Somatosensation, the process responsible for our perception of the world, is more mechanistically complex than it may seem. Pressure, temperature, and pain are just a few of the various parameters that most organisms use to situate and navigate themselves throughout the world. While these phenomena are well described at a functional level (i.e. the five senses), this sort of communication at the cellular level is much more involved1. Nonetheless, recent publications utilizing our systems have made considerable strides in this field, unveiling some of the mechanisms and cellular basis behind mechano- and somatosensation.
Featured image (©Moayedi et al. (2023), licensed under CC BY-NC-ND 4.0), illustrates that (A) a force-controlled indenter stimulated the tongue while liquid stimuli were applied by hand to the tongue. (B) Force-controlled indention was applied to the tongue, followed by room-temperature (RT) water and then cold water. Sample image times used in (C) are indicated by arrows (t0–t3). (C) Sample images from baseline, 0.40 N indention (t1), RT water (t2), and cold water (t3). Circled cells indicate neurons responsive to cool/cold flow only (blue), pressure only (purple), and pressure and cold (green). (D) Traces from neurons in (C).
The cellular basis of mechanosensation in mammalian tongue
One of the most important yet overlooked touch-sensitive organs is the tongue, which requires sensory information to assist with feeding, speech, and social behavior. Despite its importance, little is known about the functional and molecular properties of the mechanosensory neurons within the mammalian tongue. Therefore, Moayedi et al. (2023) sought to address this by performing in vivo calcium imaging of mouse trigeminal ganglion neurons to better characterize the functional groups of mechanosensory neurons that innervate the anterior tongue. Using the 300C-I Dual-Mode Indenter with a 2 mm tip to apply mechanical sensation, pressure-evoked activity was analyzed based on temporal response dynamics.
The authors were able to distinguish five separate classes of mechanosensory neurons with distinctly different force-response relationships. Moayedi et al. (2023) also found that most lingual mechanosensory neurons were specifically tuned for dynamic stimuli – being both brush sensitive but also exhibiting transient responses to sustained pressure. Given the varied functions of the tongue, this capacity for dynamic response is not entirely unexpected, but has now been demonstrated with compelling evidence.
Properties of Nav1.8ChR2‑positive and Nav1.8ChR2‑negative afferent mechanoreceptors in the hindpaw glabrous skin of mice
While pressure is perhaps a more tangible type of mechanosensation, pain is somewhat more abstract. Thermal and mechanical pain is partially mediated by Nav1.8-positive afferent fibers, but the mechanoreceptors within these nociceptive pathways have not been fully investigated. To address this, Yamada et al. (2023) created mice expressing channel rhodopsin 2 (ChR2) in Nav1.8-positive afferents to better characterize various neural responses to mechanical stimuli within the glabrous skin of the mouse hindpaw.
In another application of the 300C-I Dual-Mode Indenter, the authors applied mechanical stimulation to the receptive field of interest to determine mechanical thresholds. Their results demonstrated that most Nav1.8ChR2negative Aβ- and Aδ-fiber mechanoreceptors are low threshold mechanoreceptors and involved in the sense of touch, whereas Nav1.8ChR2-positive Aβ-, Aδ-, and C-fiber mechanoreceptors are mainly high threshold mechanoreceptors (HTMRs) involved in mechanical perception of pain. These results have helped to further characterize nociceptive pathways and their associated mechanoreceptors.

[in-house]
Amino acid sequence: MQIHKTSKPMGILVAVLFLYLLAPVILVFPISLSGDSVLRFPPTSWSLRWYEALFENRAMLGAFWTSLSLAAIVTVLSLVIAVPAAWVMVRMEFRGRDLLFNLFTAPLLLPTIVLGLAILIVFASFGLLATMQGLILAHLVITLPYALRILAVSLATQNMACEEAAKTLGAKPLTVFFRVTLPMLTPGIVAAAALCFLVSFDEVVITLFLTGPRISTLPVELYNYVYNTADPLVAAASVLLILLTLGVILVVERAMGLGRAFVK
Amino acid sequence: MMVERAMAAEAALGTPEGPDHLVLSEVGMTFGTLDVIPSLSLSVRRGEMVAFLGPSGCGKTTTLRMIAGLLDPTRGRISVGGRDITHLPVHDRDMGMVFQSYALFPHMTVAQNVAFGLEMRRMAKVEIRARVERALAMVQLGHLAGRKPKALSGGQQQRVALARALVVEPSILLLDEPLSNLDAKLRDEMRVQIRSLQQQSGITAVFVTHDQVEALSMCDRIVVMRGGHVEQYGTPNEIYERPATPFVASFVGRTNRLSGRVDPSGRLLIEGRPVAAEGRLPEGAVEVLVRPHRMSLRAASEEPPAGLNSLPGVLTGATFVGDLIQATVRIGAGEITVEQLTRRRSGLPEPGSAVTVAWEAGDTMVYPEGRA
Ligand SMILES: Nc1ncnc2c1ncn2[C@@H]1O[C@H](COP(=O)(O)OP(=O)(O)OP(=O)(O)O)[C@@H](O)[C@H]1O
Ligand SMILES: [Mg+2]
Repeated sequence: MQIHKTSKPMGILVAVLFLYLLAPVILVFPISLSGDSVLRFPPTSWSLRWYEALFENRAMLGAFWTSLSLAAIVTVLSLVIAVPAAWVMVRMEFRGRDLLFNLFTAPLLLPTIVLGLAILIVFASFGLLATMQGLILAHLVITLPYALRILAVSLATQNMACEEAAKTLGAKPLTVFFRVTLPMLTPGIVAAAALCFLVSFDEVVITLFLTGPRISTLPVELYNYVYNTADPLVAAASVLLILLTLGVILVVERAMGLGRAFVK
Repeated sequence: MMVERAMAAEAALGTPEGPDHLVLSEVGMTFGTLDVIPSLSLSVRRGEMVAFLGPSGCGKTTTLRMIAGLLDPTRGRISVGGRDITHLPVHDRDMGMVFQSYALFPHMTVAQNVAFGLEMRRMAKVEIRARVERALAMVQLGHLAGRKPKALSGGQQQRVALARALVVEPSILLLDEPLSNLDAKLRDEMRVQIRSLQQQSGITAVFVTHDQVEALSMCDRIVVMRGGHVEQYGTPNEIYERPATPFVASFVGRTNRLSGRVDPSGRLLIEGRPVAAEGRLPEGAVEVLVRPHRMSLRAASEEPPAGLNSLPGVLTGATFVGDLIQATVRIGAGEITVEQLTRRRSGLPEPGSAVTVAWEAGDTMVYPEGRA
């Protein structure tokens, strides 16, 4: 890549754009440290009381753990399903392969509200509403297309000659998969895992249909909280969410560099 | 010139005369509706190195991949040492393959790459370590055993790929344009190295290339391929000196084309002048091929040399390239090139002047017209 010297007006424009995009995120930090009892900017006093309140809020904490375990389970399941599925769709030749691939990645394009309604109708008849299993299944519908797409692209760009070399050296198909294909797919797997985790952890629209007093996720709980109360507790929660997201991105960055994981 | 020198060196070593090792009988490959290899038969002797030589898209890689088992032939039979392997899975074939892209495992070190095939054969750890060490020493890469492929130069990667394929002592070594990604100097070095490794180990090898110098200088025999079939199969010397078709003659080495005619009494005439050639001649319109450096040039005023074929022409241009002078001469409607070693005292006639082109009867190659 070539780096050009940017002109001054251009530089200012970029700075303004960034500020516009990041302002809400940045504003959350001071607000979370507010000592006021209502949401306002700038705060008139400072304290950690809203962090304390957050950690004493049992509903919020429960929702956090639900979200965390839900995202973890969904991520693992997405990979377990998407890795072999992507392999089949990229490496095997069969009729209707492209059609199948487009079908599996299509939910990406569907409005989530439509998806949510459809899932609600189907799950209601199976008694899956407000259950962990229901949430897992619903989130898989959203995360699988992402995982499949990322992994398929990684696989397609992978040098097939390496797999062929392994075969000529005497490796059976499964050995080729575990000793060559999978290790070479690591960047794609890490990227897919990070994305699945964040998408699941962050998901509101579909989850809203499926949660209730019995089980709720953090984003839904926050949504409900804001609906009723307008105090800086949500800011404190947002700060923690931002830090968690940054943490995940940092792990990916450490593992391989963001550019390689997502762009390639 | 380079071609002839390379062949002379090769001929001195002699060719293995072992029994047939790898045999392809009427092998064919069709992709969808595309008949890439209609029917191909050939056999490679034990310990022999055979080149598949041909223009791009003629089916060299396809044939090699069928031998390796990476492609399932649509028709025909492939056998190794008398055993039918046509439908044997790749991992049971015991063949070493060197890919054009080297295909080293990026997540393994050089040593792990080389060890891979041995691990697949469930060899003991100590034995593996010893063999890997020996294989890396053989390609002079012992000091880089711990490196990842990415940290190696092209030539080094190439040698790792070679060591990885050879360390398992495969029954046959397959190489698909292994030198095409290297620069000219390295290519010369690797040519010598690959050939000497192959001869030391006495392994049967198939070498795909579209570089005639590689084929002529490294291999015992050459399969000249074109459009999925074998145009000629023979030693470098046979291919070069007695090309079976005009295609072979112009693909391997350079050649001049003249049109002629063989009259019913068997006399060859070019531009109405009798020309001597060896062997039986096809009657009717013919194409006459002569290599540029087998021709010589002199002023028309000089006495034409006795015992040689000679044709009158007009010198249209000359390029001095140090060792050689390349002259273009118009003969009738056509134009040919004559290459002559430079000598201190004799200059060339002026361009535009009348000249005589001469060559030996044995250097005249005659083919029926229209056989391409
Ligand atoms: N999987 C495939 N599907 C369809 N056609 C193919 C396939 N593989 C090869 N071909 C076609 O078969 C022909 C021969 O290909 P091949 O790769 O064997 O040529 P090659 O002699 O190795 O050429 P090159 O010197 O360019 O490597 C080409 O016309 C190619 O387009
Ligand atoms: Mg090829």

γ-Protocadherins control synapse formation and peripheral branching of touch sensory neurons
Low-threshold mechanoreceptors (LTMR) transmit signals in response to subtle mechanical perturbations. Light touch sensation begins accordingly with the activation of LTMR endings in the skin which then propagate to the spinal cord and brainstem, but the genome level regulation of the processes controlling this body-wide intercommunication are still poorly understood. Meltzer et al. (2023) sought to address this by demonstrating that the clustered protocadherin gamma (Pcdhg) gene locus regulates somatosensory neuron synapse formation and also peripheral axonal branching.
Employing the 300C-I Dual-Mode Indenter, the authors stimulated the hindpaw as part of an in vivo spinal cord multielectrode array and electrophysiological analysis of the spinal cord. The Pcdhgc3 isoform was observed to mediate homophilic interactions between sensory axons and spinal cord neurons. Additionally, this isoform was observed to promote synapse formation in vivo and can induce postsynaptic specializations in vitro. Loss of Pcdhgs and somatosensory synaptic inputs to the dorsal horn resulted in fewer corticospinal synapses in dorsal horn neurons. The findings of Meltzer et al. demonstrate the essential role of the Pcdhg isoform in somatosensory neuron synapse formation, peripheral axon branching, and stepwise assembly of central mechanosensory circuits.
Recent advances in somatosensation research have shed light on the intricate mechanisms of mechanosensory systems. These studies by Moayedi et al. (2023), Yamada et al. (2023), and Meltzer et al. (2023) have provided key insights into oral mechanosensation, pain perception, and the genetic basis of sensory processing. These findings enhance our understanding of touch and pain mechanisms, highlighting the importance of appropriate measuring tools when searching for potential treatments for sensory disorders.